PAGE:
Human Rights Campaigners Force Suspension of World Coffee Championship in Dubai
Following a report on human rights abuses in the UAE by coffee news website Sprudge, World Coffee Events announced the suspension of planning for the World Coffee Championship that was supposed to be taking place in Dubai in 2018.
World Coffee Events, the competition body of Speciality Coffee Association (SCA), chose the UAE as one of the host countries for the 2018 World Coffee Championships. A series of different championships, including the World Brewers Cup, World Cup Tasters Championship, and World Coffee Roasting Championship, were to take place in Dubai as part of the Dubai International Hospitality Week, which is set to attract 50,000 visitors.
After the announcement, Sprudge released an article detailing human rights abuses in the UAE. SCA immediately issued a statement on September 11 acknowledging the fact that human rights issues in the UAE were not taken into consideration during the selection process:
“This is a serious problem that shows that our selection process was not broad or inclusive enough and we at the SCA intend to correct it. For this reason, we have decided to suspend further planning on these four events in Dubai while we consult with the Boards of Directors of the SCA and the WCE.”
The first issue Sprudge raises is that of the kafala system, arguing that the visa sponsorship system for migrant workers that underlies it amounts to modern day slavery. Employers act as the sponsors of their workers, and they effectively have complete control over them. Often, workers do not get paid for months without any explanation, whilst their passports are usually held by their employers. Consequently they are left stranded in the UAE, labouring under inhumane conditions.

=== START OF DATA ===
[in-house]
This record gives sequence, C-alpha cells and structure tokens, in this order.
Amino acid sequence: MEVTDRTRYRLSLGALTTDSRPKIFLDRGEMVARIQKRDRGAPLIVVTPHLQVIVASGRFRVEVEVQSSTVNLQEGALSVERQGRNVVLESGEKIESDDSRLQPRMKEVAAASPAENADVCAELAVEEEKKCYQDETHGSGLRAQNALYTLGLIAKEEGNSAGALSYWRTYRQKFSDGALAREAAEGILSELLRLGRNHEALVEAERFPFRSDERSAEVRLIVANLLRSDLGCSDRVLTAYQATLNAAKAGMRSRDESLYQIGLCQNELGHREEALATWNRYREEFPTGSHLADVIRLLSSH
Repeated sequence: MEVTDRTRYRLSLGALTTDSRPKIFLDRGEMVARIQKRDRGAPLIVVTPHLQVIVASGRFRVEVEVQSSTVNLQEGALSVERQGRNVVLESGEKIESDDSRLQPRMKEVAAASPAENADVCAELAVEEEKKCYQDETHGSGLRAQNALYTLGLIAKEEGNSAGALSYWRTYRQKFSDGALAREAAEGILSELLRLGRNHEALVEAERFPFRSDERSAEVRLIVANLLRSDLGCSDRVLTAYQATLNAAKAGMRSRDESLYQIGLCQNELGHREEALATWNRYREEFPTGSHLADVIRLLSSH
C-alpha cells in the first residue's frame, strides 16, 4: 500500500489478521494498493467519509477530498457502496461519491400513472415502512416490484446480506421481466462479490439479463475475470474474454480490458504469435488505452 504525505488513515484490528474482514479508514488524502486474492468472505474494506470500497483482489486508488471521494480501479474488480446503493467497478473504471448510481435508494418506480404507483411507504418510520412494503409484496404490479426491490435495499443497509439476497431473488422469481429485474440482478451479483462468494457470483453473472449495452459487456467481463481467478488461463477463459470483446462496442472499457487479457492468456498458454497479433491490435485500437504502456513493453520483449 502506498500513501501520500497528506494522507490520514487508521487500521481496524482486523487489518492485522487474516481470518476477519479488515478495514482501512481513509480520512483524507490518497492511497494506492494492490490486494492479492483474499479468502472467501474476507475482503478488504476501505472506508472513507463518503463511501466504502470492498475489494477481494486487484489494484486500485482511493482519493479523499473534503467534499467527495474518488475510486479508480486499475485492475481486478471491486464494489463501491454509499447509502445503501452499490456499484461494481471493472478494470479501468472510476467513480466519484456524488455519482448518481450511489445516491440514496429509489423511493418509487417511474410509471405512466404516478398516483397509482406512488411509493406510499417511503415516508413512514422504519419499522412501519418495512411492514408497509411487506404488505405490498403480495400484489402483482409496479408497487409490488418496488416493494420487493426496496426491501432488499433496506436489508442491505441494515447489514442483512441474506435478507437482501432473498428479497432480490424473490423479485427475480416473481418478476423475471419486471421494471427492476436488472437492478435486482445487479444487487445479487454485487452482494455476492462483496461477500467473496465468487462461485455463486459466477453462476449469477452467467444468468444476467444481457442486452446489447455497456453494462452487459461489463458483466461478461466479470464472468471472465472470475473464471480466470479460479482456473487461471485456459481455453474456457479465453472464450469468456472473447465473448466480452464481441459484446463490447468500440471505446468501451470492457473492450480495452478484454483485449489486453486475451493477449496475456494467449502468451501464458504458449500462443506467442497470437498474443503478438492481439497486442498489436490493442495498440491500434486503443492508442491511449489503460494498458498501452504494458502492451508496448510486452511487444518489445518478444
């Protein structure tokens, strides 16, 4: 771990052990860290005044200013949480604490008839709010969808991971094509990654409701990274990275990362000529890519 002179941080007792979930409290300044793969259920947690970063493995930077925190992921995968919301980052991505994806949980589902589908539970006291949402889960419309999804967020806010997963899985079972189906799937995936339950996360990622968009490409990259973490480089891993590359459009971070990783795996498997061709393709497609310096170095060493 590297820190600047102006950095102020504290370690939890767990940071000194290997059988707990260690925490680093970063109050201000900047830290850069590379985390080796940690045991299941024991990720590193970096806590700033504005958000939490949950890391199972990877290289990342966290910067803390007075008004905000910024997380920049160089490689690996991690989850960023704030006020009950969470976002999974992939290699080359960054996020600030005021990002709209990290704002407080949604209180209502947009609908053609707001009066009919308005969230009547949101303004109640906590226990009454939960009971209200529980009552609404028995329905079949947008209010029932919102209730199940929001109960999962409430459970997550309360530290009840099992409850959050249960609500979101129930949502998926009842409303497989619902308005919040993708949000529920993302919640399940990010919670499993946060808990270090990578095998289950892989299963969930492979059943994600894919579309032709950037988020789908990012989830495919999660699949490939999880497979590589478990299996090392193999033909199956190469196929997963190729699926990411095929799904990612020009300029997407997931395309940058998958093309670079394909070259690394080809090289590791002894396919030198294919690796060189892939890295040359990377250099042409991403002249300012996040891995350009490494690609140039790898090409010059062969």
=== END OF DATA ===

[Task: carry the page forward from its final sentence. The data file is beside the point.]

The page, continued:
There is no legal framework to protect the rights of migrant workers, who make up about 90% of the UAE’s population. Human rights organisations such as Amnesty International and Human Rights Watch have long documented the exploitation and abuse of migrant workers, especially female domestic workers.
The second issue Sprudge mentions is the ongoing discrimination against the LGBTQ community. In the UAE, everything on the sexuality spectrum except for heterosexuality is forbidden by law and any intercourse outside of heterosexual marriage can lead to arrest.
Sprudge gives numerous examples of the Emirati regime’s discriminatory practices towards the LGBTQ community. There have been many cases in recent years of both Emirati and non-Emirati citizens being detained in the UAE on the basis of their sexual orientation.
In light of these issues, Sprudge labelled Dubai a “controversial choice to host an international specialty coffee event.”
Migrant labour exploitation and state sanctioned homophobia are not the only violations of international human rights law occurring in the UAE. There are also heavy restrictions on freedom of speech, the media is tightly controlled and censored by the government and even a simple post on social media sites such as Facebook or Twitter can lead to arrest.
Similar to Sprudge’s call to stop Dubai from hosting the coffee championships, a campaign was launched by ICFUAE in February 2017 encouraging authors invited to the literature festival in Dubai to take a stand against the Emirati regime’s violation of the right to freedom of speech.
Calls like Sprudge’s demonstrate that the international community are beginning to take note of human rights violations in the UAE. In recent years, there have been growing calls to boycott the country due to its non-compliance of human rights law. This is leading international companies to think twice about collaboration for fear of public outcry.
However, despite this, the British government maintains close relations with the UAE. In order for there to be effective change, it is imperative that future trade deals between the two nations are conditional on the basis of the UAE’s adherence to international human rights standards.
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